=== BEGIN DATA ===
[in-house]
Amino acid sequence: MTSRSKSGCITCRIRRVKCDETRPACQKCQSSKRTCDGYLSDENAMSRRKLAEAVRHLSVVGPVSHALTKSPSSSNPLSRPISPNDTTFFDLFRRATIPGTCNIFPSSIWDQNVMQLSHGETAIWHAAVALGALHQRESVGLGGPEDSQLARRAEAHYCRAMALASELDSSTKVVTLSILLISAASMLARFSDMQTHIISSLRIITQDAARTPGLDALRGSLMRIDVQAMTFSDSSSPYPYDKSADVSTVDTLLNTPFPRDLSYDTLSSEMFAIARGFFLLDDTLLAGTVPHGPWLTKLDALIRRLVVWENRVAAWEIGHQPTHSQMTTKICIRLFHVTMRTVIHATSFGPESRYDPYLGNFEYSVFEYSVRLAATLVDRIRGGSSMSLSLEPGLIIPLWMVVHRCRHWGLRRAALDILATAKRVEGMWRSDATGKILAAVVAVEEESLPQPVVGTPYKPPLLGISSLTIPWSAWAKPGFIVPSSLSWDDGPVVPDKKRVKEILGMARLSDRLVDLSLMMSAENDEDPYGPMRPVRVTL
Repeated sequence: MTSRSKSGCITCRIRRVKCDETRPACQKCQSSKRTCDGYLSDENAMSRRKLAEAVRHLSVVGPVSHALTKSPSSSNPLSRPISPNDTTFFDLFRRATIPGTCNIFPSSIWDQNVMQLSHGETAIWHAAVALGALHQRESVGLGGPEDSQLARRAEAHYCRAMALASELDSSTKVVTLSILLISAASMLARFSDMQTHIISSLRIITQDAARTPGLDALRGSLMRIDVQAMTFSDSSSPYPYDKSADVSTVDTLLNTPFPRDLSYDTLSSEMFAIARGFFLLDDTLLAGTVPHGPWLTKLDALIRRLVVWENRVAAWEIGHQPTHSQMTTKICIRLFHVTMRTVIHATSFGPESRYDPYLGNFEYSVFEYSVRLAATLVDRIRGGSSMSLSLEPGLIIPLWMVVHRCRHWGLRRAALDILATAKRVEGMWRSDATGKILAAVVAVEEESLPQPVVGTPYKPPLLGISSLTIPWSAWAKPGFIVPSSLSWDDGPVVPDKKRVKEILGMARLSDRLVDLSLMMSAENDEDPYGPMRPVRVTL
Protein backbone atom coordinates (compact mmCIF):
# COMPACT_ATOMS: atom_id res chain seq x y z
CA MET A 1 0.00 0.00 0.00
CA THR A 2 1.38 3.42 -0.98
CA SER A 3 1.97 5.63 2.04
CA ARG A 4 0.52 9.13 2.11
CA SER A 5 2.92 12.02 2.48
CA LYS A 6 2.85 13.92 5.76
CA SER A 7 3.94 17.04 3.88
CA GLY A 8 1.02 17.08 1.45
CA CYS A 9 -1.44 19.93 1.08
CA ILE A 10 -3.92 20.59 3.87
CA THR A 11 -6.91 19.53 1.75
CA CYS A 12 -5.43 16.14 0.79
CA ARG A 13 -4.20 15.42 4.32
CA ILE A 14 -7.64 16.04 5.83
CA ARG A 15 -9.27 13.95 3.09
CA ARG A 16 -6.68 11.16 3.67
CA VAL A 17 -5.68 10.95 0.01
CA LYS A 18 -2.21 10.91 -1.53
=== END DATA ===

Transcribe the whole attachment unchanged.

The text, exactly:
[in-house]
Amino acid sequence: MTSRSKSGCITCRIRRVKCDETRPACQKCQSSKRTCDGYLSDENAMSRRKLAEAVRHLSVVGPVSHALTKSPSSSNPLSRPISPNDTTFFDLFRRATIPGTCNIFPSSIWDQNVMQLSHGETAIWHAAVALGALHQRESVGLGGPEDSQLARRAEAHYCRAMALASELDSSTKVVTLSILLISAASMLARFSDMQTHIISSLRIITQDAARTPGLDALRGSLMRIDVQAMTFSDSSSPYPYDKSADVSTVDTLLNTPFPRDLSYDTLSSEMFAIARGFFLLDDTLLAGTVPHGPWLTKLDALIRRLVVWENRVAAWEIGHQPTHSQMTTKICIRLFHVTMRTVIHATSFGPESRYDPYLGNFEYSVFEYSVRLAATLVDRIRGGSSMSLSLEPGLIIPLWMVVHRCRHWGLRRAALDILATAKRVEGMWRSDATGKILAAVVAVEEESLPQPVVGTPYKPPLLGISSLTIPWSAWAKPGFIVPSSLSWDDGPVVPDKKRVKEILGMARLSDRLVDLSLMMSAENDEDPYGPMRPVRVTL
Repeated sequence: MTSRSKSGCITCRIRRVKCDETRPACQKCQSSKRTCDGYLSDENAMSRRKLAEAVRHLSVVGPVSHALTKSPSSSNPLSRPISPNDTTFFDLFRRATIPGTCNIFPSSIWDQNVMQLSHGETAIWHAAVALGALHQRESVGLGGPEDSQLARRAEAHYCRAMALASELDSSTKVVTLSILLISAASMLARFSDMQTHIISSLRIITQDAARTPGLDALRGSLMRIDVQAMTFSDSSSPYPYDKSADVSTVDTLLNTPFPRDLSYDTLSSEMFAIARGFFLLDDTLLAGTVPHGPWLTKLDALIRRLVVWENRVAAWEIGHQPTHSQMTTKICIRLFHVTMRTVIHATSFGPESRYDPYLGNFEYSVFEYSVRLAATLVDRIRGGSSMSLSLEPGLIIPLWMVVHRCRHWGLRRAALDILATAKRVEGMWRSDATGKILAAVVAVEEESLPQPVVGTPYKPPLLGISSLTIPWSAWAKPGFIVPSSLSWDDGPVVPDKKRVKEILGMARLSDRLVDLSLMMSAENDEDPYGPMRPVRVTL
Protein backbone atom coordinates (compact mmCIF):
# COMPACT_ATOMS: atom_id res chain seq x y z
CA MET A 1 0.00 0.00 0.00
CA THR A 2 1.38 3.42 -0.98
CA SER A 3 1.97 5.63 2.04
CA ARG A 4 0.52 9.13 2.11
CA SER A 5 2.92 12.02 2.48
CA LYS A 6 2.85 13.92 5.76
CA SER A 7 3.94 17.04 3.88
CA GLY A 8 1.02 17.08 1.45
CA CYS A 9 -1.44 19.93 1.08
CA ILE A 10 -3.92 20.59 3.87
CA THR A 11 -6.91 19.53 1.75
CA CYS A 12 -5.43 16.14 0.79
CA ARG A 13 -4.20 15.42 4.32
CA ILE A 14 -7.64 16.04 5.83
CA ARG A 15 -9.27 13.95 3.09
CA ARG A 16 -6.68 11.16 3.67
CA VAL A 17 -5.68 10.95 0.01
CA LYS A 18 -2.21 10.91 -1.53